Farm Laws Won't Be Taken Back: What To Expect At Talks Amid Protests

Farmers Protest: Sources say in talks with farmers, the government is likely to reassert that the three laws at the core of the protests will not be taken back.

Farm Laws Won't Be Taken Back: What To Expect At Talks Amid Protests

Farmers Protest: The government says the new laws will bring farmers better opportunities.

New Delhi:

Defence Minister Rajnath Singh will lead talks with farmers who have been called today by the government in an attempt to find a resolution to the massive protests near Delhi against new farm laws. Agriculture Minister Narendra Tomar, though not chief negotiator, will be present during the discussions.

Sources say in talks with farmers, the government is likely to reassert that the three laws at the core of the protests will not be taken back. However, the government will reassure farmers on Minimum Support Price (MSP) and government markets or mandis. Thousands of farmers across India fear that the laws enacted in September, aimed at bringing reforms to the agriculture sector by allowing farmers to sell anywhere in the country, will deprive them of guaranteed minimum prices. They also worry that government markets or mandis will be scrapped, taking away their assured earning. 

The fears are unfounded, the farmers will be reassured at every level, according to the sources.

Chief Ministers of BJP-ruled states are likely to be called upon to bolster the government's assertions by explaining how the reforms have worked on the ground.

Given that the chief demand of the farmers - cancelling the new laws - will not be granted, the talks are likely to continue, say sources, and for that, the government may offer a committee to take the negotiations forward.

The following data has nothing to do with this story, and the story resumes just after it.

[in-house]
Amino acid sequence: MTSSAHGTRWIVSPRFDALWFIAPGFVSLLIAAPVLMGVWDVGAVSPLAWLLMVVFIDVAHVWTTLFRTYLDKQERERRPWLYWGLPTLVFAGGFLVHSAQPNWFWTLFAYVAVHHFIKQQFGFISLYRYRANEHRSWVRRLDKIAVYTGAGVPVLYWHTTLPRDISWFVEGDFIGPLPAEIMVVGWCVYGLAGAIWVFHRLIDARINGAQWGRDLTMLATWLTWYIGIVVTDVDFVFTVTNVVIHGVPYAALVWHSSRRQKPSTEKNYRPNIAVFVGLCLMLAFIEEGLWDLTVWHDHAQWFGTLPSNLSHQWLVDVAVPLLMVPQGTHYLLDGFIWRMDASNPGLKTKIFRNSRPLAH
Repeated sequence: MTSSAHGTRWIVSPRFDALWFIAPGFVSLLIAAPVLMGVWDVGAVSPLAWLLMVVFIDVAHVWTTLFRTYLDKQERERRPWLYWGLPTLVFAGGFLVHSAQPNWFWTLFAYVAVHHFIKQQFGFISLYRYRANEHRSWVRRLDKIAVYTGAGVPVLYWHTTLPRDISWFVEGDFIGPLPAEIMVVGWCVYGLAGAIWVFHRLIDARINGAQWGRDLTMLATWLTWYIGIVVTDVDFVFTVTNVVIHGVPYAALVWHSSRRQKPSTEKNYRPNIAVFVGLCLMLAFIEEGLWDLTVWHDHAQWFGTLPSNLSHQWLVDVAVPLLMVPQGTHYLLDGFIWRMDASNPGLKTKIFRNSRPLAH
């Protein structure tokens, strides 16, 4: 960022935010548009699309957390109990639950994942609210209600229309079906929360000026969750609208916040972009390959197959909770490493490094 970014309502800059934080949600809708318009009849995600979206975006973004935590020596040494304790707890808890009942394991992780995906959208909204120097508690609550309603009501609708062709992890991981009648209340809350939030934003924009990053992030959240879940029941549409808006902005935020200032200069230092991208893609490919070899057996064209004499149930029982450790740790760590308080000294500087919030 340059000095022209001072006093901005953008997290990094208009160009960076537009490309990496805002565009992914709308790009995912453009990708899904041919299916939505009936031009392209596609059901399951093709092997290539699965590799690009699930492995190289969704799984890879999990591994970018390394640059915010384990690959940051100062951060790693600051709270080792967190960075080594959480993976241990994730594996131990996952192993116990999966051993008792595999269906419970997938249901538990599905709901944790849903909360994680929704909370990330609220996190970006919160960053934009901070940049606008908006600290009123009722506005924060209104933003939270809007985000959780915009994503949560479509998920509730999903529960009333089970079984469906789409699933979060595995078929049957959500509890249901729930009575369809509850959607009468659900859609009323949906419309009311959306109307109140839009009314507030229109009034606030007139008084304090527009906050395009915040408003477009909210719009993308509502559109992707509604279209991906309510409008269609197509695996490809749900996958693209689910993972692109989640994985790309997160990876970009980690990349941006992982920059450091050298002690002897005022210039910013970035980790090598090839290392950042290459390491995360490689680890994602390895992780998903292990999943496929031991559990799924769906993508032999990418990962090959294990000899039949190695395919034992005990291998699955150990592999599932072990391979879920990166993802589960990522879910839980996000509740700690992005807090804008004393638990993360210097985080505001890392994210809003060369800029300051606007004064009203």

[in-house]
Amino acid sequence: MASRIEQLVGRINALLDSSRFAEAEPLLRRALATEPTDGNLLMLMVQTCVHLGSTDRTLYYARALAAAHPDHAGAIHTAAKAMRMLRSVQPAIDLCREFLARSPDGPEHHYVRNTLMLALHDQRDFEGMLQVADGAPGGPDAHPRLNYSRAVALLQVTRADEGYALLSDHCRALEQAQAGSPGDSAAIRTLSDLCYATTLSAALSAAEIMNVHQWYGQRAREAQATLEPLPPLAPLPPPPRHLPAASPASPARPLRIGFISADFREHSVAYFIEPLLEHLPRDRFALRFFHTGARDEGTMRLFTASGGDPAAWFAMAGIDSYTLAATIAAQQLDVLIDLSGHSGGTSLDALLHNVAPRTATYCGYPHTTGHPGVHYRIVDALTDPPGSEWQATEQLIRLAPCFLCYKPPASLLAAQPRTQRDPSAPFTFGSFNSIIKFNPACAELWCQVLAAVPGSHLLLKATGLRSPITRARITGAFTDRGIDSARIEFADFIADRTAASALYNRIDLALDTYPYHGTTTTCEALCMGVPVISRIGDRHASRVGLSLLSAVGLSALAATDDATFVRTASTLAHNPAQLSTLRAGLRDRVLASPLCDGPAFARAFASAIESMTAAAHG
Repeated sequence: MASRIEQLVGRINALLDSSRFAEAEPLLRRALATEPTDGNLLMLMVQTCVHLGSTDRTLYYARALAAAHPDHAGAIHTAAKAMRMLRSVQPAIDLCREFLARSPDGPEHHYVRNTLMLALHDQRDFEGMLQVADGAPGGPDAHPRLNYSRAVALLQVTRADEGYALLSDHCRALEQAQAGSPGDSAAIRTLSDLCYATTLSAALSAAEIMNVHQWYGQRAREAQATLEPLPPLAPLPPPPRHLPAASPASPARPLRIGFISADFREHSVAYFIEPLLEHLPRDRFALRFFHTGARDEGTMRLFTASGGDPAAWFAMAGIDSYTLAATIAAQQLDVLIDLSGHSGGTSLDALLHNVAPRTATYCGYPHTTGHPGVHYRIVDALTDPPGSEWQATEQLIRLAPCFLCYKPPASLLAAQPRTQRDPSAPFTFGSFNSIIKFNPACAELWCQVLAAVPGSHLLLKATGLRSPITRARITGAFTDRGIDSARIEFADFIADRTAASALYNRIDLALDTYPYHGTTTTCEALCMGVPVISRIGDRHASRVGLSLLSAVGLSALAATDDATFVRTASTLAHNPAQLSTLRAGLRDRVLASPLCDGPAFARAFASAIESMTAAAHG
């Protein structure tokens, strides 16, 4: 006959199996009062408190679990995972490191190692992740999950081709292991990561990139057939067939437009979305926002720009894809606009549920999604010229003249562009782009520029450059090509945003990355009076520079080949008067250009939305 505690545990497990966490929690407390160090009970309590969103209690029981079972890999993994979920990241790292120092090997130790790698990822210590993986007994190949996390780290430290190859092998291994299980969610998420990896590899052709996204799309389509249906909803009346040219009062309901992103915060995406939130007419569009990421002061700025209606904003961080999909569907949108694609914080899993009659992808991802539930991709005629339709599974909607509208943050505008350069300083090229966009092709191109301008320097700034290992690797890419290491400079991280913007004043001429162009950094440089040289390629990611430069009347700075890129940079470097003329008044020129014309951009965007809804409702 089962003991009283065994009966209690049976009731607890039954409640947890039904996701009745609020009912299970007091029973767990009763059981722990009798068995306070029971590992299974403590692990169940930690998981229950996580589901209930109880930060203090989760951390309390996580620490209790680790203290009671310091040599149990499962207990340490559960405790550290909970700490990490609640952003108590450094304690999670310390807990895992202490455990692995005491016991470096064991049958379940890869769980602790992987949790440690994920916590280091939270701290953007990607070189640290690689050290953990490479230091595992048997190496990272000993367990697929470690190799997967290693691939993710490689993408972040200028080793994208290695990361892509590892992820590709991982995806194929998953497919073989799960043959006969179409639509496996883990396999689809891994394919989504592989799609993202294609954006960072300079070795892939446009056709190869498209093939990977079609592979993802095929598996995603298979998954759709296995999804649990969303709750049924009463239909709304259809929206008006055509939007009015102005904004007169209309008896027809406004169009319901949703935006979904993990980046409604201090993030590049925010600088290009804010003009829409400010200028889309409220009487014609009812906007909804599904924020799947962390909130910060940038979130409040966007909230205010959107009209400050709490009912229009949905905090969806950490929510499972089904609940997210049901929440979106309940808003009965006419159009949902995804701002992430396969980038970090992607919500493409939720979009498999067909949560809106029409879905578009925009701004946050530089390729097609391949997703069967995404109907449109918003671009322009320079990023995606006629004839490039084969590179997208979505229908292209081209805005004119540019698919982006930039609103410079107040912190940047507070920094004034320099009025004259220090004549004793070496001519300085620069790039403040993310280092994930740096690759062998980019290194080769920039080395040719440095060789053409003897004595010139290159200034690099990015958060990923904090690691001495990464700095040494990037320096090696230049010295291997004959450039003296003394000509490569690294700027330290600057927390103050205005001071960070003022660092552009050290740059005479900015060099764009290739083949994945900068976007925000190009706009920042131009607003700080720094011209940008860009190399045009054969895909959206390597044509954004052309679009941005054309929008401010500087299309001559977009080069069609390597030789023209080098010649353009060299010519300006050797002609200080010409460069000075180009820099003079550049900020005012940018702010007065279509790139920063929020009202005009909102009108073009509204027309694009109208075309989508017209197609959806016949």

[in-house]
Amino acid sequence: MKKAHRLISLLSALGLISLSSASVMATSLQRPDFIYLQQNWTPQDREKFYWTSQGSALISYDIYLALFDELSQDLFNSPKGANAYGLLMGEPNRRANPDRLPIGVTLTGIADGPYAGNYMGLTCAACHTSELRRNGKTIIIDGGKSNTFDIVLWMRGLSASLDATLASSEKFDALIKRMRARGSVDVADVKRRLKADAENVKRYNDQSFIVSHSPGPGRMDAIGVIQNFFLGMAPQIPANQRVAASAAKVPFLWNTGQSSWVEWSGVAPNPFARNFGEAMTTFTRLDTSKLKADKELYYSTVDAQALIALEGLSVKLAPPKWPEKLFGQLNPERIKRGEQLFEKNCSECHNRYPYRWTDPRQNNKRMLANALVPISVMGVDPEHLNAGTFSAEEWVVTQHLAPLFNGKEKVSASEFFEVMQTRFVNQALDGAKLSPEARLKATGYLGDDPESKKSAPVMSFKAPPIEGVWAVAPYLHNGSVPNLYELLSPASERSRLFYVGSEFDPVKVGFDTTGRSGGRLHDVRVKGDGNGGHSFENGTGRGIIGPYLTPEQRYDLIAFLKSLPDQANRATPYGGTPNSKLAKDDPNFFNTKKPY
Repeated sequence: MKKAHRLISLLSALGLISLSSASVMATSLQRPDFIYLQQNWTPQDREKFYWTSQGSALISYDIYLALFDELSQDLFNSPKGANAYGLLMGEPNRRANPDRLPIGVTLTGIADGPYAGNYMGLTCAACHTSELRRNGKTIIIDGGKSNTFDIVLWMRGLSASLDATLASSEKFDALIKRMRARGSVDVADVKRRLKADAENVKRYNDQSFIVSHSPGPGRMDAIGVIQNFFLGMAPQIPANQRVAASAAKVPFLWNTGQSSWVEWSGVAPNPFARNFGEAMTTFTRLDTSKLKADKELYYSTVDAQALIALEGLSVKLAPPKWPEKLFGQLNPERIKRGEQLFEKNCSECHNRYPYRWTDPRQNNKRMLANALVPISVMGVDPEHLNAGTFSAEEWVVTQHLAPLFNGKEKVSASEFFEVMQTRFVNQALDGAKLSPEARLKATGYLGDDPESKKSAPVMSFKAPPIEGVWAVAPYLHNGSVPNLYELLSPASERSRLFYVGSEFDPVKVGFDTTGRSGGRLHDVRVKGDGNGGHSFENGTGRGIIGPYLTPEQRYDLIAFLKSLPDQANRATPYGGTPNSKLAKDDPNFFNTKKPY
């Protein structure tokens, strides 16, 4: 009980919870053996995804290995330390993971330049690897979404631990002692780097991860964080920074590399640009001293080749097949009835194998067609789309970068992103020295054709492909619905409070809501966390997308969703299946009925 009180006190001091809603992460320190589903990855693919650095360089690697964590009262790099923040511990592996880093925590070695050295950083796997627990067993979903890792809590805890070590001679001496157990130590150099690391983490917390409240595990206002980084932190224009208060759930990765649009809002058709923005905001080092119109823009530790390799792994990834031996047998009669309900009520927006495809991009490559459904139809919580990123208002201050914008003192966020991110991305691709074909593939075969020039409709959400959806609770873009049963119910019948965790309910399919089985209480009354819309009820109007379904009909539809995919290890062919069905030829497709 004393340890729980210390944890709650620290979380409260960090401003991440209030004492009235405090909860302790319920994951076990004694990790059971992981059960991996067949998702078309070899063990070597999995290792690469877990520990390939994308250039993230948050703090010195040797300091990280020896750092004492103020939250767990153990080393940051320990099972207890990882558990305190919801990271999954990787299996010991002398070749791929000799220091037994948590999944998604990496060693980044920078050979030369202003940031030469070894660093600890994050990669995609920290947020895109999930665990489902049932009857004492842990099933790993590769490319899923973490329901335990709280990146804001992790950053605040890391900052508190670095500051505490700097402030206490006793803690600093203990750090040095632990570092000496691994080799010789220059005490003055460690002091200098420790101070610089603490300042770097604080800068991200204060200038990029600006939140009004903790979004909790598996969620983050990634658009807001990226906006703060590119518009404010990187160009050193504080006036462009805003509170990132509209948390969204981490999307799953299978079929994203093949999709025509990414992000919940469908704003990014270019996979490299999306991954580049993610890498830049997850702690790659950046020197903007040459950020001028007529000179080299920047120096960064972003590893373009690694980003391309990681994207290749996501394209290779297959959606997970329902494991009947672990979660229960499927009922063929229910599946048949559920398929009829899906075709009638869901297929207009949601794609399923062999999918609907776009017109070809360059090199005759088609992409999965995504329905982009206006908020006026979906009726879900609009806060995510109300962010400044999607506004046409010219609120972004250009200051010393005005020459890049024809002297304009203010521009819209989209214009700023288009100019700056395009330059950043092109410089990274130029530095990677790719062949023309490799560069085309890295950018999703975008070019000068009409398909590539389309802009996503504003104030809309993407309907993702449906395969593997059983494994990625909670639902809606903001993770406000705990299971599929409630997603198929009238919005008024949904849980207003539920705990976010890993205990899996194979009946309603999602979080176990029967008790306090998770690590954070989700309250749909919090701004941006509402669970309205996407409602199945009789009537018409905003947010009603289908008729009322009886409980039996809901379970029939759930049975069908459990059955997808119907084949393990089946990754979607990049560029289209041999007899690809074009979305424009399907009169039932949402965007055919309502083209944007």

On Monday, several union ministers and BJP leaders urged farmers to drop "misconceptions" about the farmer laws, asserting that they had nothing to do with the mechanism of MSP and ''mandis'', which would continue, along with the government's purchase of grains.

Prime Minister Narendra Modi, on a visit to his Lok Sabha constituency Varanasi in Uttar Pradesh, underlined the message and accused the opposition of misleading farmers.

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"The farmers are being deceived on these historic agriculture reform laws by the same people who have misled them for decades," he said, in an apparent reference to parties that are supporting the protest. He reiterated that farmers who wanted to follow the old system of trading - referring to the 'mandis'' where they can get the MSP - are still free to do so. But the three laws gave them new options to sell for more, he said.

"I want to say this from the banks of Mother Ganga - we are not working with the intention of deceiving. Our intentions are as holy as the water of river Ganga...If someone thinks that the earlier system is better, how is this law stopping anyone, bhai?" PM Modi said.

Several opposition parties have come out in support of the farmers.

Congress leader Rahul Gandhi said: "Annadata (farmers) are on the streets and lies are being spread on TV."

The government says the new laws will bring farmers better opportunities and bring in new technologies in agriculture.

In a series of tweets in Hindi, BJP leader and Union minister Ravi Shankar Prasad said: "The new agri laws do not end APMC (Agricultural Produce Market Committee) mandis. Mandis will continue to operate as they have been. New laws have given farmers the freedom to sell their produce anywhere. Whoever gives farmers the best price will get to buy their produce be it inside the mandis or outside," he said.